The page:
Four views on off-leash dogs, parks, trails and bike riders

The topic of off-leash dogs draws strong reaction from some letter writers. - TRI-CITY NEWS FILE PHOTO
The topic of off-leash dogs draws strong reaction from some letter writers.
— image credit: TRI-CITY NEWS FILE PHOTO

The Editor,

Re. “Keep your dogs on leash on Coquitlam River trail” (Letters, The Tri-City News, May 30).

Dog leash bylaws are like speed limits in that strict enforcement would probably result in the majority of people getting tickets.

Safety is the number one concern. It is safer to control your dog around others just as it is safer to drive near the same speed as traffic flow.

I both walk my dog and ride my bike on local trails. Even if my dog is on leash, I still like a little warning from cyclists. And when I ride, I slow down for other trail users.

You can’t legislate common sense.

Glenn Elliott,

Port Coquitlam




The Editor,

As a Coquitlam resident of more than 55 years, I have grown up walking dogs in Mundy Park as well as along the Coquitlam River. We frequently walked through Mundy Park long before trails and bylaws. As Coquitlam grew so did the need for bylaws regarding horses, dogs and bicycles.

I find it offensive that bike riders have such a frequent intolerance to dogs, especially on the Coquitlam River trails. I own a border collie rescue dog and I exercise it along the river as well as designated off-leash parks. I am a responsible dog owner who occasionally uses the river trail to run my “friendly” dog off-leash to exercise it.

Fast-moving bike riders taking the blind corners are seriously risking the walkers, leashed dog walkers, children, small kids on bikes and handicapped individuals who frequent this beautiful trail.

I ask dog owners, bicycle riders and the public in general exercise tolerance and common sense.

Recently, I noticed a handmade sign stating “Bikes use caution” and I appreciated this notice. But I also felt the need to also want to state “Shared Trail, Use Caution.”

Lori Partington, Coquitlam




The Editor,

I am one of those people who, unfortunately, is afraid of dogs. Cannot help it. Since childhood, I have lived with this tension in my stomach whenever a strange dog approached me, no matter the size.

I am a passionate hiker, too, and I must say that lately, I cannot find a trail to hike on without the fear of having a strange dog coming at me.

About a month ago, I was attacked by a small dog on a trail. No reason, no provocation, the dog just didn’t like me. The owners tried to call it off but the dog ignored them and jumped on me again and bit me.

I would like to take this opportunity to ask dog owners to be considerate. Please realize that the fact you love your dog doesn’t mean everyone does. The fact that you know your dog is friendly doesn’t mean everyone does. Be considerate and allow all people to enjoy nature without being afraid of being attacked.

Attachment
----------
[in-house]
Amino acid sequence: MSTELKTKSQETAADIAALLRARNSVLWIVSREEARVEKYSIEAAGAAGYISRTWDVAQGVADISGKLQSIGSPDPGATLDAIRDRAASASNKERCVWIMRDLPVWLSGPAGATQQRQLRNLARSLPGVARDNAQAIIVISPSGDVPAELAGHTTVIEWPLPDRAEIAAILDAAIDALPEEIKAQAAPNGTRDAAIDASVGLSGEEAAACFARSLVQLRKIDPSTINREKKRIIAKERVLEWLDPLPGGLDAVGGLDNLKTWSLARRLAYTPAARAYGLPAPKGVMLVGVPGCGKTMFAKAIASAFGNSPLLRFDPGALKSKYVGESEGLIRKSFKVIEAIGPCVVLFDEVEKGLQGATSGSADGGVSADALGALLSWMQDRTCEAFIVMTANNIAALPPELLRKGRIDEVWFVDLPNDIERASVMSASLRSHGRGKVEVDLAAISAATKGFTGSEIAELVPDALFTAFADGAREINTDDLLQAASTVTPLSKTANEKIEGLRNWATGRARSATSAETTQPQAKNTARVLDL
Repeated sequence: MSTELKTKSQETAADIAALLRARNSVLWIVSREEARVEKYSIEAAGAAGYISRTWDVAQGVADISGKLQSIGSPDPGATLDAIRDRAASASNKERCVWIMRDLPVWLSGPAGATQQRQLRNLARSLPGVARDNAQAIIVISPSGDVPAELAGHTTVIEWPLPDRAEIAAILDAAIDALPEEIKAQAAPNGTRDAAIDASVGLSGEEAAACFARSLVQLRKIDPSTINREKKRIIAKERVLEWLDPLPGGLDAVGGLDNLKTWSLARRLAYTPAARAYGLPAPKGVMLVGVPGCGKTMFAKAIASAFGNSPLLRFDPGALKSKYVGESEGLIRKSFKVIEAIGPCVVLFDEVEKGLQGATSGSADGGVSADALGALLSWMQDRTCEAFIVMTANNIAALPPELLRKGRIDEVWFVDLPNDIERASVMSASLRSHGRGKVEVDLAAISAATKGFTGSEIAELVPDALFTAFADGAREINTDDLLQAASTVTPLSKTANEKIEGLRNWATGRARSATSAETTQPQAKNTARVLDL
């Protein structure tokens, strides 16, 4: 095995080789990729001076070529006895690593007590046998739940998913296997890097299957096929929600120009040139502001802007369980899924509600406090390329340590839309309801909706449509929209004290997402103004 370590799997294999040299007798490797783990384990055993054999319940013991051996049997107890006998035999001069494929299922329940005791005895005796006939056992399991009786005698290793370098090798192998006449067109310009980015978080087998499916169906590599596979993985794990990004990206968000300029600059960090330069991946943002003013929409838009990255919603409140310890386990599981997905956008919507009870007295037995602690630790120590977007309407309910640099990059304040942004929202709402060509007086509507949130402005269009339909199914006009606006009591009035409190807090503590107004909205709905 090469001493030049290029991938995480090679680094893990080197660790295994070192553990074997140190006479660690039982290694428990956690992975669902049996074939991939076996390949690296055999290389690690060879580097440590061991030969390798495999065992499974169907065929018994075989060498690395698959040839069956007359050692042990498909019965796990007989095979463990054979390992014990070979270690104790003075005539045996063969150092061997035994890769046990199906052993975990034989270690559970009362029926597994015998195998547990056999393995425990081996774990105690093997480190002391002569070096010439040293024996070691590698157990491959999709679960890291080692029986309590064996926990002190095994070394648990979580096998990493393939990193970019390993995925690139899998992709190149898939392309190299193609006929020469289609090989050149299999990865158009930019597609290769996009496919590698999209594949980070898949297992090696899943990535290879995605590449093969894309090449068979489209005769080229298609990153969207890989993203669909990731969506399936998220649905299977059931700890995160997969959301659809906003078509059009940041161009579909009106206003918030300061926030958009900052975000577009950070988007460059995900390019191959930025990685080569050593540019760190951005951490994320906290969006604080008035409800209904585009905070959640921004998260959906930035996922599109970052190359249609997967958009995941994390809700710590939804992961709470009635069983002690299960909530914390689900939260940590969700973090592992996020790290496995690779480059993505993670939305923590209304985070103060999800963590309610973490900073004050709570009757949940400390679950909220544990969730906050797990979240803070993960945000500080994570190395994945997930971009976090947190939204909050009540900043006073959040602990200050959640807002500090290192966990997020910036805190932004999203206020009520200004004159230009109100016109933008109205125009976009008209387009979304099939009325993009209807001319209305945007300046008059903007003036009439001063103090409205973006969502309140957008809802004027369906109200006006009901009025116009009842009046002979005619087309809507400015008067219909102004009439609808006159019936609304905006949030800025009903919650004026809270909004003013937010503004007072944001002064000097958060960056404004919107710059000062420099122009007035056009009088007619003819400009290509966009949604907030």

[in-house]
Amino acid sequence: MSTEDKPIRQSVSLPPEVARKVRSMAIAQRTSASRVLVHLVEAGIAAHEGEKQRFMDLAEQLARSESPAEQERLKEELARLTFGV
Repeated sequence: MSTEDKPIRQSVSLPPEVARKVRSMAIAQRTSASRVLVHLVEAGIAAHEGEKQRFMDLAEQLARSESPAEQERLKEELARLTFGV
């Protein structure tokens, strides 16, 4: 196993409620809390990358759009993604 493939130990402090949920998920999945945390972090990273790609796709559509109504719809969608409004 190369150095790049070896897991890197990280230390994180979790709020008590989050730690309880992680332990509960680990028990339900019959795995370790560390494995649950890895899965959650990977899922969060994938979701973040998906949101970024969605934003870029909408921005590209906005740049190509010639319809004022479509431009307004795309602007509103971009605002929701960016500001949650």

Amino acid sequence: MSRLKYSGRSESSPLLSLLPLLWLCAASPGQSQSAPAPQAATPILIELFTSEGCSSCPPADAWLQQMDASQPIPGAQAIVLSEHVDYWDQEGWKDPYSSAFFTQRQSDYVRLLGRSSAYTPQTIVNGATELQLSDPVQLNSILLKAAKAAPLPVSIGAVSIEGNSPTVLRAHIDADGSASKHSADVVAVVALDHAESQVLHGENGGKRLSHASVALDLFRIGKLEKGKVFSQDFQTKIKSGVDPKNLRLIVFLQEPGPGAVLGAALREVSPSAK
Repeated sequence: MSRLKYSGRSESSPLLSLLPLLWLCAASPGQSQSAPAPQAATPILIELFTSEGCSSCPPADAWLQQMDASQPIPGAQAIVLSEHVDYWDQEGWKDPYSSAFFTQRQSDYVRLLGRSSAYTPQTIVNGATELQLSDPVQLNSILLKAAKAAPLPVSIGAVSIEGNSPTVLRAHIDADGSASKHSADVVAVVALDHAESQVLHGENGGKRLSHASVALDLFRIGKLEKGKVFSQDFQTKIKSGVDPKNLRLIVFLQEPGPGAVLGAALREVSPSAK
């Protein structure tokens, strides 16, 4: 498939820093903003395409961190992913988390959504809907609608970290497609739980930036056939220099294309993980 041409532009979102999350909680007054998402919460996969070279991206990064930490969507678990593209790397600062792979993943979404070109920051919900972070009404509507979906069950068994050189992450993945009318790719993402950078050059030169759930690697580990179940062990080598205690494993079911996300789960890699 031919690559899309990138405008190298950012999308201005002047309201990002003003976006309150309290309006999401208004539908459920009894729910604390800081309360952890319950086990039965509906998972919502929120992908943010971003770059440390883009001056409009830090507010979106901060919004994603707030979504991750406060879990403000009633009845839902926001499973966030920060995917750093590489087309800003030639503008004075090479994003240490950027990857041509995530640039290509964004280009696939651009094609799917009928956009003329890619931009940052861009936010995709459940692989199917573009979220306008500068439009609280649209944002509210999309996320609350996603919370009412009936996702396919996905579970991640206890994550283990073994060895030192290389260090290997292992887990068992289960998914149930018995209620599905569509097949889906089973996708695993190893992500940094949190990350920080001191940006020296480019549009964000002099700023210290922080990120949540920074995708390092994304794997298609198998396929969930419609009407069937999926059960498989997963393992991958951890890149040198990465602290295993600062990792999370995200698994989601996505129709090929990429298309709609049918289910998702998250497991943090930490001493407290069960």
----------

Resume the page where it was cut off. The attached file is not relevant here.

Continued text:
It is not only a courtesy, it is a law.

Karla Kaznowski,

Port Coquitlam




The Editor,

I, too, have had many a run-in with off-leash dogs during my walks around Port Coquitlam. I would estimate, conservatively, that at least 70% of the dogs I see along the Pitt River dike are off leash — the same for local parks.

May I suggest to PoCo city council two ideas:

One, please give fines to dog owners who do not obey the rules. People simply sniff at warnings with arrogance. The only rules people will follow are ones with a monetary penalty attached.

Two, all dog owners should pay an extra premium on their property taxes every year of around 1% to 2% to help pay for more animal control services and because non-dog owners do not get to enjoy the full array of parks in the city because of all these selfish dog owners.

Would it be acceptable to walk around the city with a loaded gun in your hand? And when people stare in horror, you could just say, “Don’t worry, it doesn’t go off.”

If you cannot care for a dog properly, you should not have one. If you want your dog off-leash, buy a house with a large, enclosed yard or buy a farm.

By the way, did you know that dogs are pack animals? They must be lead or they will lead. It is, therefore, not cruel or mean to keep a dog on its leash while it is off your property. It is what the dog needs. An off-leash dogs is a danger to itself and to others.

Why an arrogant selfish attitude towards a major responsibility has become the norm in our society, I will never figure out. Please, let’s try to respect one another’s rights.

Corey Bronfen,

Port Coquitlam


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